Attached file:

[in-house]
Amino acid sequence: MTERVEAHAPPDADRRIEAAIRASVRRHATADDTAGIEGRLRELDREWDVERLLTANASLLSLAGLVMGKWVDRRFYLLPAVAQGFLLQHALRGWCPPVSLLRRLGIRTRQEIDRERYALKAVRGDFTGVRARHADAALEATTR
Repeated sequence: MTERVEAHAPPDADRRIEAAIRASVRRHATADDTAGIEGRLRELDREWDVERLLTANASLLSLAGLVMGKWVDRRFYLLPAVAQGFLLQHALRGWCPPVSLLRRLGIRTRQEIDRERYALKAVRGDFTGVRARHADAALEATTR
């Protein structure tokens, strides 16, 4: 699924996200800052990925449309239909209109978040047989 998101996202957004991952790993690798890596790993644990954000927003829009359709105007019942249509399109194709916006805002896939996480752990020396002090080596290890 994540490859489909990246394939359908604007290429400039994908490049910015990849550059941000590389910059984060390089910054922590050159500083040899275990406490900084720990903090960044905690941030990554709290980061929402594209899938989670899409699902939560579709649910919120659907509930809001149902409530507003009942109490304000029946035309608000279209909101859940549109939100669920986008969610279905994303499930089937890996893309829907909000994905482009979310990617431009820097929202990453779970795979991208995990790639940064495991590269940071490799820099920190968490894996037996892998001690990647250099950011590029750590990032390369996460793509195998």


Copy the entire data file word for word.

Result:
[in-house]
Amino acid sequence: MTERVEAHAPPDADRRIEAAIRASVRRHATADDTAGIEGRLRELDREWDVERLLTANASLLSLAGLVMGKWVDRRFYLLPAVAQGFLLQHALRGWCPPVSLLRRLGIRTRQEIDRERYALKAVRGDFTGVRARHADAALEATTR
Repeated sequence: MTERVEAHAPPDADRRIEAAIRASVRRHATADDTAGIEGRLRELDREWDVERLLTANASLLSLAGLVMGKWVDRRFYLLPAVAQGFLLQHALRGWCPPVSLLRRLGIRTRQEIDRERYALKAVRGDFTGVRARHADAALEATTR
């Protein structure tokens, strides 16, 4: 699924996200800052990925449309239909209109978040047989 998101996202957004991952790993690798890596790993644990954000927003829009359709105007019942249509399109194709916006805002896939996480752990020396002090080596290890 994540490859489909990246394939359908604007290429400039994908490049910015990849550059941000590389910059984060390089910054922590050159500083040899275990406490900084720990903090960044905690941030990554709290980061929402594209899938989670899409699902939560579709649910919120659907509930809001149902409530507003009942109490304000029946035309608000279209909101859940549109939100669920986008969610279905994303499930089937890996893309829907909000994905482009979310990617431009820097929202990453779970795979991208995990790639940064495991590269940071490799820099920190968490894996037996892998001690990647250099950011590029750590990032390369996460793509195998």